Daniel Hopkins just published a piece in the American Journal of Political Science, “Translating into Votes: The Electoral Impacts of Spanish-Language Ballots.” Here’s the abstract of the Hopkins paper:
This article investigates the impact of one election procedure designed to enfranchise immigrants: foreign-language election materials. Specifically, it uses regression discontinuity design to estimate the turnout and election impacts of Spanish-language assistance provided under Section 203 of the Voting Rights Act. Analyses of two different data sets—the Latino National Survey and California 1998 primary election returns—show that Spanish-language assistance increased turnout for citizens who speak little English. The California results also demonstrate that election procedures can influence outcomes, as support for ending bilingual education dropped markedly in heavily Spanish-speaking neighborhoods with Spanish-language assistance. Small changes in election procedures can influence who votes as well as what wins.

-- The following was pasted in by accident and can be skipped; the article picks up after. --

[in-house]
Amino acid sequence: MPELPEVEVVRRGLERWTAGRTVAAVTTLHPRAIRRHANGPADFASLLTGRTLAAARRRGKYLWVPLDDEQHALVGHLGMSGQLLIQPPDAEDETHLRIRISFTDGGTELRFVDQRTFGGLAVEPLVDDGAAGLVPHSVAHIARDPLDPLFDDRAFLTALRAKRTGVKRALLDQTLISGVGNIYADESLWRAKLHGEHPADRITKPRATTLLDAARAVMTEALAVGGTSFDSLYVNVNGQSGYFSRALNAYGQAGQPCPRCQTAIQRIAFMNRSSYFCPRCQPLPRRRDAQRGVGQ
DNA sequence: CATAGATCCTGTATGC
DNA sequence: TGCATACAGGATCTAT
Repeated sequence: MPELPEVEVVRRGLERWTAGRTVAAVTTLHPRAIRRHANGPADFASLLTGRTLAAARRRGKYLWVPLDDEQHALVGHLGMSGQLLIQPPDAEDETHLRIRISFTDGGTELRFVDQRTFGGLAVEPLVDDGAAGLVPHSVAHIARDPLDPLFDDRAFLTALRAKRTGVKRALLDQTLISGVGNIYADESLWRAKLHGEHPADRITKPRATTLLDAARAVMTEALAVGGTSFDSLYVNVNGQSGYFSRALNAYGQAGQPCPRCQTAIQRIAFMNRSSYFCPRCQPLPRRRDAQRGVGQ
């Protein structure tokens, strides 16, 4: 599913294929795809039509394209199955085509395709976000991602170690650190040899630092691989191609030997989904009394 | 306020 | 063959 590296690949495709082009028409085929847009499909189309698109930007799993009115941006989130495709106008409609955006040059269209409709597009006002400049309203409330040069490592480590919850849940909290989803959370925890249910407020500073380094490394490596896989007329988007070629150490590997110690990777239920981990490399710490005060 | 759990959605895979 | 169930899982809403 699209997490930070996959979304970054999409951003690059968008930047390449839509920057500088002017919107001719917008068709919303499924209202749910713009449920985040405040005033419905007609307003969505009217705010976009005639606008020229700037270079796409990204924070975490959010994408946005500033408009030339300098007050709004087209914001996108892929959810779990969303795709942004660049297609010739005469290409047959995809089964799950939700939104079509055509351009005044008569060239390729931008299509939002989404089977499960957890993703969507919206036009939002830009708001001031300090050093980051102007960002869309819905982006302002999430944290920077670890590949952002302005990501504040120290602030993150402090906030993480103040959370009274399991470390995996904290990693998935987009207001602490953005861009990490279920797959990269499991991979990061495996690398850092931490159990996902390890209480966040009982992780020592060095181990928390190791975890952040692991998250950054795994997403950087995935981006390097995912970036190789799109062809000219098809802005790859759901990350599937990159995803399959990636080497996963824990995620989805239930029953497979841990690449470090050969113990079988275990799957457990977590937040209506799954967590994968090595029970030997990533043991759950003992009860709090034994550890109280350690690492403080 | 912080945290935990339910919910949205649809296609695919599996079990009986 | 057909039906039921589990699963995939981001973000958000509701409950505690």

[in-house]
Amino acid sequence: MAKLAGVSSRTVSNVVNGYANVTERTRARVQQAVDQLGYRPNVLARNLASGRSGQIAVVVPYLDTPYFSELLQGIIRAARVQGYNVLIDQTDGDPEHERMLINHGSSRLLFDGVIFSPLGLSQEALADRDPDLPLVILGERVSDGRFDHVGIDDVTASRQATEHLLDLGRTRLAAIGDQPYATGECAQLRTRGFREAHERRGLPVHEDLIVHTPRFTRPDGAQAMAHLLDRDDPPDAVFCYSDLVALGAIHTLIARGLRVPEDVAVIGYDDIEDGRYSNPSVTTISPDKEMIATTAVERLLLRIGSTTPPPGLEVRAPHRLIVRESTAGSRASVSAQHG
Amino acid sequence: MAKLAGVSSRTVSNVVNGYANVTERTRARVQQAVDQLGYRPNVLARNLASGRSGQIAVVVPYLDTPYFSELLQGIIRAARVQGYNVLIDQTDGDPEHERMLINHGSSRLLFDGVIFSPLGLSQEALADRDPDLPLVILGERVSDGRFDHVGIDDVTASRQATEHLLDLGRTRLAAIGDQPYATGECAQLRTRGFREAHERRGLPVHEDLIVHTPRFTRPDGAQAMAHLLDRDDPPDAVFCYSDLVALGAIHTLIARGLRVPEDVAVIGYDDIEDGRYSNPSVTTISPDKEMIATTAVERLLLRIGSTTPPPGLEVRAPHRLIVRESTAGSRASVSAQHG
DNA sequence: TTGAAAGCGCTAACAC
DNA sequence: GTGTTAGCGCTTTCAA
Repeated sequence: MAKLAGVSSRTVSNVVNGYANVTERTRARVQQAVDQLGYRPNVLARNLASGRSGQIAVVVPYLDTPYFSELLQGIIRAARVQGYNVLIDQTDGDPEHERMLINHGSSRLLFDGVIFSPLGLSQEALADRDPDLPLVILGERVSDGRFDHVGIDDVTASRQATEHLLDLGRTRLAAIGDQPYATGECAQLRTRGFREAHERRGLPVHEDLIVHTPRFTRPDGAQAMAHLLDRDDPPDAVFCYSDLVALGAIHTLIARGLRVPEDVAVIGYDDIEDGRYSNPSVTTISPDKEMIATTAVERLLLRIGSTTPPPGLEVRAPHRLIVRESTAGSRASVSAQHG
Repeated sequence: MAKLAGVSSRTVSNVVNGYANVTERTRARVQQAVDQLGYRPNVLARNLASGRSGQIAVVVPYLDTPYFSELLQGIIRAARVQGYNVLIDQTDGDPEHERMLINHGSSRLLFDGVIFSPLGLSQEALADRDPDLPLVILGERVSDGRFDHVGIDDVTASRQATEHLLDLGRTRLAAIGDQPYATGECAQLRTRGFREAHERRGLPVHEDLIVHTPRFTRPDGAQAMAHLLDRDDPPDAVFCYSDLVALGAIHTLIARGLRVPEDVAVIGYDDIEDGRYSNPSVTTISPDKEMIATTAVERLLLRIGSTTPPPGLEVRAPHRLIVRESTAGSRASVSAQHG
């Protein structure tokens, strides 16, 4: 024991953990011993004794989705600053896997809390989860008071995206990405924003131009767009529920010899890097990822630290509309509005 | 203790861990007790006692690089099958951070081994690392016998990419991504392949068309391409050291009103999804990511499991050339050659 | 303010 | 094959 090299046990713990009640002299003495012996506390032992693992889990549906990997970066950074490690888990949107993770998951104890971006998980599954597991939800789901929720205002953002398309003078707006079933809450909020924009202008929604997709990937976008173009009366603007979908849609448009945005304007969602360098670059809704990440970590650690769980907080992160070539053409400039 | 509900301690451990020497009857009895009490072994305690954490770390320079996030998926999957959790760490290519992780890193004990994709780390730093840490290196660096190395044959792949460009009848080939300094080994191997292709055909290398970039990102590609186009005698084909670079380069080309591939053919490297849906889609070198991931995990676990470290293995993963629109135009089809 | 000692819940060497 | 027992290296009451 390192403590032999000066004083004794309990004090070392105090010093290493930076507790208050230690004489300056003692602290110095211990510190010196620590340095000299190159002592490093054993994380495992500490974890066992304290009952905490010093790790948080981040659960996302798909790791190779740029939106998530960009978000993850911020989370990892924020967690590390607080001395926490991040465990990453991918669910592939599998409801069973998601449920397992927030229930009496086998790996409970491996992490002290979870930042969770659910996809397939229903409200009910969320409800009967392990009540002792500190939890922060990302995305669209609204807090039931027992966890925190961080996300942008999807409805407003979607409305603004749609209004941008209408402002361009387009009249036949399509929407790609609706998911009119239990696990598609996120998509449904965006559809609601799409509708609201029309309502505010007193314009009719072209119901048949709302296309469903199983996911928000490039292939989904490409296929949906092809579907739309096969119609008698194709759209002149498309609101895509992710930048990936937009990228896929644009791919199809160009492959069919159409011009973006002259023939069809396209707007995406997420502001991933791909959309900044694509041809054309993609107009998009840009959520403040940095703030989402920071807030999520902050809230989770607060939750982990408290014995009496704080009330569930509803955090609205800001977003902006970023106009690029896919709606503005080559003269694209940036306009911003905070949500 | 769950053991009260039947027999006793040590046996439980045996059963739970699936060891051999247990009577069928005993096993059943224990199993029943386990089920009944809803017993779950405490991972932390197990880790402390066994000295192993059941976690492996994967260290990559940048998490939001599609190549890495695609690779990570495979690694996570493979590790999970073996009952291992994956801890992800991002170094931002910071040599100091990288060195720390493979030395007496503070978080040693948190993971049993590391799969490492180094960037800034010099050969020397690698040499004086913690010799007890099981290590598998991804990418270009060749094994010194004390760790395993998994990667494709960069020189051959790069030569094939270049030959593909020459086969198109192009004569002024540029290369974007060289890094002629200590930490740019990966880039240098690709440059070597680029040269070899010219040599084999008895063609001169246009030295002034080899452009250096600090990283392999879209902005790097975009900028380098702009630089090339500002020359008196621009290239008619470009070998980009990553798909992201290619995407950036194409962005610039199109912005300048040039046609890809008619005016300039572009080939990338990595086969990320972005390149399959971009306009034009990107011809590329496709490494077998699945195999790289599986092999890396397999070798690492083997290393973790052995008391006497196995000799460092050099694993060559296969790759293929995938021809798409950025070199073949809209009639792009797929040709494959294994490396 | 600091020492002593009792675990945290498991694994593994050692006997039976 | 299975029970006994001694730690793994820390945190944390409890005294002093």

Hopkins’ paper makes for a timely read, as the U.S. Census Bureau released on October 12, 2011 their list of electoral jurisdictions across the U.S. that must provide language assistance.